In mid-March, along with a group of fellow camera club members, I travelled to Moab, Utah. People often refer to the whole area surrounding the city as simply “Moab”. In actual fact, two separate National Parks lie within short driving distances from the city. The closest, just outside the city, is Arches National Park. A little longer drive gets you to Canyonlands National Park.

During our stay we visited both parks.

We spread our drive to Moab over two days. On the first day we stopped for a few hours at Valley of Fire State Park just north of Las Vegas. Here we spent most of our time in the area of the “Fire Wave” waiting for sunset. The Fire Wave itself is a pretty interesting rock formation that does resemble ocean waves. And with the right light at sunset it looks pretty spectacular.

Fire Wave

For me, perhaps more interesting than the Fire Wave though, was the colorful rock formations and patterns in the area. Here is a sampling:

After sunset we were treated to some pretty amazing colors in the sky. In the photo below, it really looks like the hill is on fire.

The next day, after driving through a blizzard north of St. George, UT, we arrived in Moab in mid afternoon. Our late afternoon and sunset location that day was Balanced Rock in Arches National Park.

Balanced Rock

In the two images below, you can really see how the late afternoon sun turns the rock formations in the park a beautiful red color. The image on the left, of rock formations with the La Sal Mountains in the background, was taken later in the afternoon but before the sun got too low on the horizon. The image on the right, of some different formations but still looking towards the La Sal Mountains, was taken with the sun low on the horizon.

One of the main reasons people visit Moab is to see the arches. Most of the well known arches are in Arches National Park: however, one of the most popular, Mesa Arch, is in Canyonlands National Park. If you want to find crowds of people, just visit the arches. Most are within a fairly short walk from a parking lot. Delicate Arch requires a bit more effort with a 3 mile round trip hike. Of that, getting to the arch involves 1.5 miles of pretty much constant climb (480 vertical feet). As well, since sunset is most popular with this arch, coming back down in the dark can be a bit tricky if you aren’t watching your footing.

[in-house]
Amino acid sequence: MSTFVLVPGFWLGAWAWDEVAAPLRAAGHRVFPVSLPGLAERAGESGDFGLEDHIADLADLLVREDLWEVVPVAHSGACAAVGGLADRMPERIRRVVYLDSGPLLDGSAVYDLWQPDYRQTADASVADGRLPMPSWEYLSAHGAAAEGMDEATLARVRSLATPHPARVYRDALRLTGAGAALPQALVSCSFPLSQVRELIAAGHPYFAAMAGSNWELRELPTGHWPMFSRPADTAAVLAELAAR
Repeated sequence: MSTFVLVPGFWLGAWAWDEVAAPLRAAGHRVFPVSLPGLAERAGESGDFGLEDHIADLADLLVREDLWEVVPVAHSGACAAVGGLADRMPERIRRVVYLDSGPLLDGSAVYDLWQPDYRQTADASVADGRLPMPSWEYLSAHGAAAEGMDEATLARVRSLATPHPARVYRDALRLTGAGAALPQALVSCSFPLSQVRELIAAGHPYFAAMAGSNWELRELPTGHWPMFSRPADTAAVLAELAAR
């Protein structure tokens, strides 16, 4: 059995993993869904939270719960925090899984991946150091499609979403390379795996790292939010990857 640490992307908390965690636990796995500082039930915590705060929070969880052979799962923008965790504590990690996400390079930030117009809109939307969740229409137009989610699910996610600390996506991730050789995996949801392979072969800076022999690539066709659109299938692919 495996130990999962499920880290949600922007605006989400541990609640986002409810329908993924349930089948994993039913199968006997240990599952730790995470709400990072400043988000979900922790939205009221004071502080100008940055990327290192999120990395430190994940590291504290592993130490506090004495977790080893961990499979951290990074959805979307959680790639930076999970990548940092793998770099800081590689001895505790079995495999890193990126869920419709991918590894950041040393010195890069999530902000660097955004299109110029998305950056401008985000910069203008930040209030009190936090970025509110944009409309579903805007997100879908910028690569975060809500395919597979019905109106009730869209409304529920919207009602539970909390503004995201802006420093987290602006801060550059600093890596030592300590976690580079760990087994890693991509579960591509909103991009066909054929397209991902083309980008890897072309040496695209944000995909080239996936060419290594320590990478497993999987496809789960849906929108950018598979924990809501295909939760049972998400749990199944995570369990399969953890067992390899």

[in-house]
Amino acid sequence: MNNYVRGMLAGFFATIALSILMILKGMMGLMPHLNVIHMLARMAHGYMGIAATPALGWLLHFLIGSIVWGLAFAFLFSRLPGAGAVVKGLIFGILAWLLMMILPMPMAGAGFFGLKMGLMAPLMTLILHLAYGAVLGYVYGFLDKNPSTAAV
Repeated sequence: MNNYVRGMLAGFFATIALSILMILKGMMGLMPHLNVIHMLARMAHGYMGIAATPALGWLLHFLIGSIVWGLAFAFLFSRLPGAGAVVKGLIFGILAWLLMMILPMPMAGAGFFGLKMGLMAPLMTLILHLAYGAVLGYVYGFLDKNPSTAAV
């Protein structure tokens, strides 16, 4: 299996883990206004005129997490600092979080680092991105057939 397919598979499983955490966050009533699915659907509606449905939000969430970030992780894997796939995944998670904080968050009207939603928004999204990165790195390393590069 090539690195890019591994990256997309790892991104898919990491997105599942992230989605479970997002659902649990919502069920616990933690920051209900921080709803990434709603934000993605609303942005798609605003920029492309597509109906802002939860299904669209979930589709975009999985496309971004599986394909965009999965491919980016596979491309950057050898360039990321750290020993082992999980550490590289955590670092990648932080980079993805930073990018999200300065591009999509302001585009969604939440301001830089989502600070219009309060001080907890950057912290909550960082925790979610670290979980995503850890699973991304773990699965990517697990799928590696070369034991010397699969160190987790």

Turret Arch, Arches National Park
Delicate Arch, Arches National Park
Broken Arch, Arches National Park
Mesa Arch, Canyonlands National Park

Aside from the arches, there is lots to see and photograph in the area. I loved the countless misshapen junipers with their textured bark and green foliage, often contrasting with red rocks or sand.

In addition, there is no shortage of grand vistas to photograph. A couple of the spots we visited were Dead Horse Point and Green River Outlook, both in Canyonlands.

Dead Horse Point, Canyonlands NP
Cleopatra’s Chair (white rock formation), Green River Outlook, Canyonlands NP
Green River Outlook, Canyonlands NP
Green River Outlook, Canyonlands NP
Green River Outlook, Canyonlands NP
Green River Outlook, Canyonlands NP

In the short time we were there, we only scratched the surface of what there is to do and see in these two national parks. If you are a hiker or have a four wheel drive vehicle, the opportunities are endless.

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